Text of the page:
Biotech Strategy Blog

Commentary on Science, Innovation & New Products with a focus on Oncology, Hematology & Cancer Immunotherapy

Posts tagged ‘HERACLES CRC trial’

ASCO GI 2015 LogoThe metastatic colorectal cancer landscape is slowly changing after decades of multiple chemotherapies followed by the addition of biologics to the base chemo regimen including VEGF (bevacizumab, z-aflibercept, regorafenib) and EGFR inhibitors (cetuximab and panitimumab).

Each of these approvals have led to an incremental improvement in outcomes in different lines of therapy (LOT), but sadly with only one clinically meaningful biomarker identified (KRAS exon 2 mutant vs. wild type for EGFR inhibitors). We still don’t have a more comprehensive way to better select the likely responders from non-responders.

Progress, you might think, has been painfully slow, although the current data suggests that we have now reached a new plateau of around 30 months in overall survival. That’s going to be hard for new entrants to beat without some form of different paradigm shift.

There is only so much that can be achieved with the current strategies. You only have to look at second line VEGF inhibitors to see this incremental effect on survival:

  • Bevacizumab – 1.4 months
  • z-Aflibercept – 1.5 months
  • Ramucirumab – 1.6 months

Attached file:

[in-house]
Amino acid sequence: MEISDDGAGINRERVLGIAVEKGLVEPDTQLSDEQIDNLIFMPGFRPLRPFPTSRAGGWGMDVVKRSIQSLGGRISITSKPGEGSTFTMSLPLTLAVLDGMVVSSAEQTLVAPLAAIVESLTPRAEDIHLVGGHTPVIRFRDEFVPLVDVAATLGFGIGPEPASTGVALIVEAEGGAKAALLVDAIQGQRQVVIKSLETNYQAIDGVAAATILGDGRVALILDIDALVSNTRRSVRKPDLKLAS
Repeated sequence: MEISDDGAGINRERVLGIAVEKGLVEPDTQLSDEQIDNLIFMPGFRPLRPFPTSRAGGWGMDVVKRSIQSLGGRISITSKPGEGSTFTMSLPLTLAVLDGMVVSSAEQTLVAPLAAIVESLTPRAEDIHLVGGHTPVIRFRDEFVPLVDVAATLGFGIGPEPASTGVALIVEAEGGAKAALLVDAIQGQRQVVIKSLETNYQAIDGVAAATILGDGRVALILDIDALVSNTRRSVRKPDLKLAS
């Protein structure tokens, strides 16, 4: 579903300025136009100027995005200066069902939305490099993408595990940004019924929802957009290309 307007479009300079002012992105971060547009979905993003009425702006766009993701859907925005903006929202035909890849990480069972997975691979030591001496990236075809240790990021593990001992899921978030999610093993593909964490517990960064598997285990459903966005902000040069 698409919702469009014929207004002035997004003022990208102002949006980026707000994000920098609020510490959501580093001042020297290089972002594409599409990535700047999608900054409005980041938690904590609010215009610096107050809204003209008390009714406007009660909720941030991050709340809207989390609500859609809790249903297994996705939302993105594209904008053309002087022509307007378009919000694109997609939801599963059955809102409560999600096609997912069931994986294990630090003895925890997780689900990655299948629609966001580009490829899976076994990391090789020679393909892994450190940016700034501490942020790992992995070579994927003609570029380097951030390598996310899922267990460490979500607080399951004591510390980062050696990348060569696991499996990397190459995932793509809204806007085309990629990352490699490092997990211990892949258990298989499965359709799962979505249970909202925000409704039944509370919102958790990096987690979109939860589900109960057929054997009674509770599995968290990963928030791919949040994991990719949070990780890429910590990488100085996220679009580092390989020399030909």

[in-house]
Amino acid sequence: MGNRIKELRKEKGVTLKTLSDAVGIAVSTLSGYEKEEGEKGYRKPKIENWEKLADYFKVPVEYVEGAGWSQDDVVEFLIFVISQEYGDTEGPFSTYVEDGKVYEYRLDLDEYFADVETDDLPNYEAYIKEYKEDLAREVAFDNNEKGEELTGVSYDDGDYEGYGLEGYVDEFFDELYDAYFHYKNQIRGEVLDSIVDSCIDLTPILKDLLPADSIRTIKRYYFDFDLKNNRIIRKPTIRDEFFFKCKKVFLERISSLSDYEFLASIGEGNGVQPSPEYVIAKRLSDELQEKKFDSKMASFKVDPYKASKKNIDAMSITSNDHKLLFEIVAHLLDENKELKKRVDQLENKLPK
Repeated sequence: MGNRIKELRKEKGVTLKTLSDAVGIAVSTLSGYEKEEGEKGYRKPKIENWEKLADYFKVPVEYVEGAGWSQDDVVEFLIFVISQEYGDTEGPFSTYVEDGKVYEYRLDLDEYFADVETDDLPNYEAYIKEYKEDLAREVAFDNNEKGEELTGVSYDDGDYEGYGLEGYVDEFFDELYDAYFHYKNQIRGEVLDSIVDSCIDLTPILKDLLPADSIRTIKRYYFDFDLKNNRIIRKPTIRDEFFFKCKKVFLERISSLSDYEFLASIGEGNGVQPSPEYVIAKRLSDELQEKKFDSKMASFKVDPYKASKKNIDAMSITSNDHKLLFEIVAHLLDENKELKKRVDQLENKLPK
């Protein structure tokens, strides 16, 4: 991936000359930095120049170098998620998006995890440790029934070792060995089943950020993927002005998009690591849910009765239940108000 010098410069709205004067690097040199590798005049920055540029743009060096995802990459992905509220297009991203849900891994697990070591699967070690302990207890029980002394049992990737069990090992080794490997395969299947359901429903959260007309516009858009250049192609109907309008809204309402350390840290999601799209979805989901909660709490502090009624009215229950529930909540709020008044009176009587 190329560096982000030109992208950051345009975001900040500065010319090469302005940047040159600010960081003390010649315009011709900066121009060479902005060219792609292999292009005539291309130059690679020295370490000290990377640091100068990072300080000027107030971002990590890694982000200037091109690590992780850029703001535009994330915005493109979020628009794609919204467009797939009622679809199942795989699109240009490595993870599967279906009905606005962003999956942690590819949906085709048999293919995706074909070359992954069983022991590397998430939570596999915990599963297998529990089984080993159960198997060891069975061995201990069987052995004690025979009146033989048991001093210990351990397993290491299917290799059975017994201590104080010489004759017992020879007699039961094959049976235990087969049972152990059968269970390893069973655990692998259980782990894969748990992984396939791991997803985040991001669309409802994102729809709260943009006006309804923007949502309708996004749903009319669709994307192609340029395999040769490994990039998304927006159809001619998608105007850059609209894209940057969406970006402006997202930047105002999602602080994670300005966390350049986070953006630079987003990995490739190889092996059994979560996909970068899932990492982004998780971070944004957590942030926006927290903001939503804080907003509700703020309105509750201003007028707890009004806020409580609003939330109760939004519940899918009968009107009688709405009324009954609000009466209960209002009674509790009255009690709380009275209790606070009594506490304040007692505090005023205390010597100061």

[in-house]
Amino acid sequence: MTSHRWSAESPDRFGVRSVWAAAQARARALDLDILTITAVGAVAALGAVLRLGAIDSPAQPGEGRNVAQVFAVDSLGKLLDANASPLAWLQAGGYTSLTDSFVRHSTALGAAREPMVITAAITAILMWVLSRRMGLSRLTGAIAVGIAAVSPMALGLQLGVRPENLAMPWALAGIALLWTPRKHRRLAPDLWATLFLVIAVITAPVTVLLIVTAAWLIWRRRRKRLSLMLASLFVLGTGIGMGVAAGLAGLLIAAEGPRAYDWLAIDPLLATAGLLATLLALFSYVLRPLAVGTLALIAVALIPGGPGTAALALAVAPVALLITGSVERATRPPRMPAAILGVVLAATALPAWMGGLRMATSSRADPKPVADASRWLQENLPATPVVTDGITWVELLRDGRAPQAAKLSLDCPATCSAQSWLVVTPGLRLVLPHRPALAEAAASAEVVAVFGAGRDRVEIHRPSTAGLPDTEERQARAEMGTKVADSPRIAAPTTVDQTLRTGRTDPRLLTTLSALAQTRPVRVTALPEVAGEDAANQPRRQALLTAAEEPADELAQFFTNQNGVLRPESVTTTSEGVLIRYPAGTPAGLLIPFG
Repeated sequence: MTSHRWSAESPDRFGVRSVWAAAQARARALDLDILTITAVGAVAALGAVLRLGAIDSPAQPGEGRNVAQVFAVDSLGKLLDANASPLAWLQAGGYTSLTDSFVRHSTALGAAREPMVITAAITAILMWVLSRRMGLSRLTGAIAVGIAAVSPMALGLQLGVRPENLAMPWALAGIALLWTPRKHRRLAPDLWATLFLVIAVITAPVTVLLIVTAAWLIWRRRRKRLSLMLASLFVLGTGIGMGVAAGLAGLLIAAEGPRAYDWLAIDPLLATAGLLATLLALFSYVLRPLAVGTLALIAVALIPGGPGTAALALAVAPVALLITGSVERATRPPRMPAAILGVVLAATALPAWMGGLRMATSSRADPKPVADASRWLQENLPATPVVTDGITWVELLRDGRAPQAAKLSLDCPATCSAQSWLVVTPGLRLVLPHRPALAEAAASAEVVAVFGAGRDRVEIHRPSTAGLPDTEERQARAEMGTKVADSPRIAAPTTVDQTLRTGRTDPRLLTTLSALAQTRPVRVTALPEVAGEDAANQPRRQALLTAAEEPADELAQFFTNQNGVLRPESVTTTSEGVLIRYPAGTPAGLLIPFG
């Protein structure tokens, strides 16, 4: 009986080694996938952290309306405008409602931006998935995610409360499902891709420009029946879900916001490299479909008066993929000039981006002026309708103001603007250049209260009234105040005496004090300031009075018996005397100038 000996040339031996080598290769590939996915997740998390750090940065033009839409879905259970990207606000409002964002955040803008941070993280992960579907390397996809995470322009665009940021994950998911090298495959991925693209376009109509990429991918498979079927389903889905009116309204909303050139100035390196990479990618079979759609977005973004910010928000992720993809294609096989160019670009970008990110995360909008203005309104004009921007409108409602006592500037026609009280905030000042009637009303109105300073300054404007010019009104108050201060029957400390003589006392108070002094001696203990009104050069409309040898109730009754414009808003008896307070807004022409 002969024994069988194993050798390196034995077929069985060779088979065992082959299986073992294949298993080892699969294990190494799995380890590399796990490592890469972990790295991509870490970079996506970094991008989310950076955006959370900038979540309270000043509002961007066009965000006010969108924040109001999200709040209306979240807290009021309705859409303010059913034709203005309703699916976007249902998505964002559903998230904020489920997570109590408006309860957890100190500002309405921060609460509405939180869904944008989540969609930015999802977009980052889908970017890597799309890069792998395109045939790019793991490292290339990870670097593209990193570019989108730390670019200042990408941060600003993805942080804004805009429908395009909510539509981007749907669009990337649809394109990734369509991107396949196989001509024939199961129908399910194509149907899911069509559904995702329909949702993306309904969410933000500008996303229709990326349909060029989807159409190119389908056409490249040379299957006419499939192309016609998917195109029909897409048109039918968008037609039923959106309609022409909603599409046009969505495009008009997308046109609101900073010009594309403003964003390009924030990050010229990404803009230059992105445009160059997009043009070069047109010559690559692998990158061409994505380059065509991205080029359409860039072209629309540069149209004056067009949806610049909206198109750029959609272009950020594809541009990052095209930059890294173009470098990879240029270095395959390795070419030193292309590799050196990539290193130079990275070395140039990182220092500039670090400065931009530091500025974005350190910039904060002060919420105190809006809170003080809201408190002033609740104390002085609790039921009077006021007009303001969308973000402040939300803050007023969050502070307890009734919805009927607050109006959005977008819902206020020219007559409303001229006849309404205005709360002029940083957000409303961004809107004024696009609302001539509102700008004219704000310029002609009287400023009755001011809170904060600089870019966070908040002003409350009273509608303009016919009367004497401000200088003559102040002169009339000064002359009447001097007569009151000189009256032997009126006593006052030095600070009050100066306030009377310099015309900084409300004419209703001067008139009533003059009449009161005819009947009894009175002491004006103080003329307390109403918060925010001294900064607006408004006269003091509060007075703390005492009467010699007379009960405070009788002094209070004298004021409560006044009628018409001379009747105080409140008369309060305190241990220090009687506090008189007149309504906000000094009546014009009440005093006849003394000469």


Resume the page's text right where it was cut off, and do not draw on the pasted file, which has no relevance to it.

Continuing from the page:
Overall, we can say that none of them add 2 extra months of life in that setting (never mind the cumulative cost or ‘financial toxicity’ as many attendees referred to it) and you might even consider the benefit to be fairly marginal.  No biomarker has yet been identified for any of these therapies, making it impossible to select upfront those who are most likely to respond.

At the ASCO Gastrointestinal Cancers Symposium (ASCO GI) last week, we saw a repeat of the usual studies looking at new VEGF inhibitors (e.g. ramucirumab in the 2L RAISE study) and an update on the TRIBE trial (FOLFOXIRI vs FOLFIRI when either are combined with bevacizumab/Avastin).

Are there other targets that might have a meaningful impact though? If we truly want to see a more precision medicine approach evolve then we have to first find the oncogenic drivers.

With this in mind, one study in particular caught my eye and attention, but you won’t find it written up in the medical lay press and it’s not that obvious unless you know what you’re looking for.

Interested readers can sign up or sign in to learn more about this novel concept in advanced colorectal cancer below. This could be the start of a new era of research for this disease.

One of the sessions that stood out for me at the recent European Society for Medical Oncology (ESMO) Congress in Madrid was a Special Symposium on “Advances in Precision Medicine of Metastatic Colorectal Cancer.”

Federica Di Nicolantonio ESMO 2014This blog post focuses on two presentations in the symposium:

  • “Emerging druggable targets in colorectal Cancer” by Federica Di Nicolantonio (Candiolo Cancer Institute, University of Torino, Italy).
  • “Signal Transduction Inhibitors and Pipeline Drugs” by Josep Tabernero MD PhD (Vall d’Hebron University Hospital, Barcelona)

Dr Nicolantonio, pictured right, is active on Twitter (@fdinicolantonio) and well worth a follow!

Since the advent of VEGF (Avastin) and EGFR (Erbitux) inhibitors way back in 2004, there haven’t been any new developments in this cancer type other than more of the same (Zaltrap and Vectibix, respectively), so I was particularly excited to see progress in colorectal cancer, and the promise of new drug targets on the horizon that may change the treatment landscape.

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